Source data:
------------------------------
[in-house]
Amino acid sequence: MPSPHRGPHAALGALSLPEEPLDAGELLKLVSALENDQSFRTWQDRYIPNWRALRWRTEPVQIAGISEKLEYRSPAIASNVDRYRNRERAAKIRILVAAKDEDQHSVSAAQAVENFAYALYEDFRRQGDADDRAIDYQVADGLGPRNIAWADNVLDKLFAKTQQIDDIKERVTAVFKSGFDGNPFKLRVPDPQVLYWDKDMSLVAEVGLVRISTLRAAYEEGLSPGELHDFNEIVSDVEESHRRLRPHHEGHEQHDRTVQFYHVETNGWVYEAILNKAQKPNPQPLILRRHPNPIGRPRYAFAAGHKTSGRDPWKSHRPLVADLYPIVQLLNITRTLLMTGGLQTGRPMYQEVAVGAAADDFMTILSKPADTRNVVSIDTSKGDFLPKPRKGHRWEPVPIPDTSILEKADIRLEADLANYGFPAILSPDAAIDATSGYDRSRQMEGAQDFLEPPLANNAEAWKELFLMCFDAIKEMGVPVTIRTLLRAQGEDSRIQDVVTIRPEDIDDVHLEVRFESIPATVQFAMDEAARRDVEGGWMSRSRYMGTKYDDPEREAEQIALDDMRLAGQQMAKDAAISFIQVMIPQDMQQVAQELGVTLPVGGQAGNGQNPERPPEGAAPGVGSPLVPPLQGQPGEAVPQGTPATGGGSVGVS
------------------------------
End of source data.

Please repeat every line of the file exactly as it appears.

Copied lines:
[in-house]
Amino acid sequence: MPSPHRGPHAALGALSLPEEPLDAGELLKLVSALENDQSFRTWQDRYIPNWRALRWRTEPVQIAGISEKLEYRSPAIASNVDRYRNRERAAKIRILVAAKDEDQHSVSAAQAVENFAYALYEDFRRQGDADDRAIDYQVADGLGPRNIAWADNVLDKLFAKTQQIDDIKERVTAVFKSGFDGNPFKLRVPDPQVLYWDKDMSLVAEVGLVRISTLRAAYEEGLSPGELHDFNEIVSDVEESHRRLRPHHEGHEQHDRTVQFYHVETNGWVYEAILNKAQKPNPQPLILRRHPNPIGRPRYAFAAGHKTSGRDPWKSHRPLVADLYPIVQLLNITRTLLMTGGLQTGRPMYQEVAVGAAADDFMTILSKPADTRNVVSIDTSKGDFLPKPRKGHRWEPVPIPDTSILEKADIRLEADLANYGFPAILSPDAAIDATSGYDRSRQMEGAQDFLEPPLANNAEAWKELFLMCFDAIKEMGVPVTIRTLLRAQGEDSRIQDVVTIRPEDIDDVHLEVRFESIPATVQFAMDEAARRDVEGGWMSRSRYMGTKYDDPEREAEQIALDDMRLAGQQMAKDAAISFIQVMIPQDMQQVAQELGVTLPVGGQAGNGQNPERPPEGAAPGVGSPLVPPLQGQPGEAVPQGTPATGGGSVGVS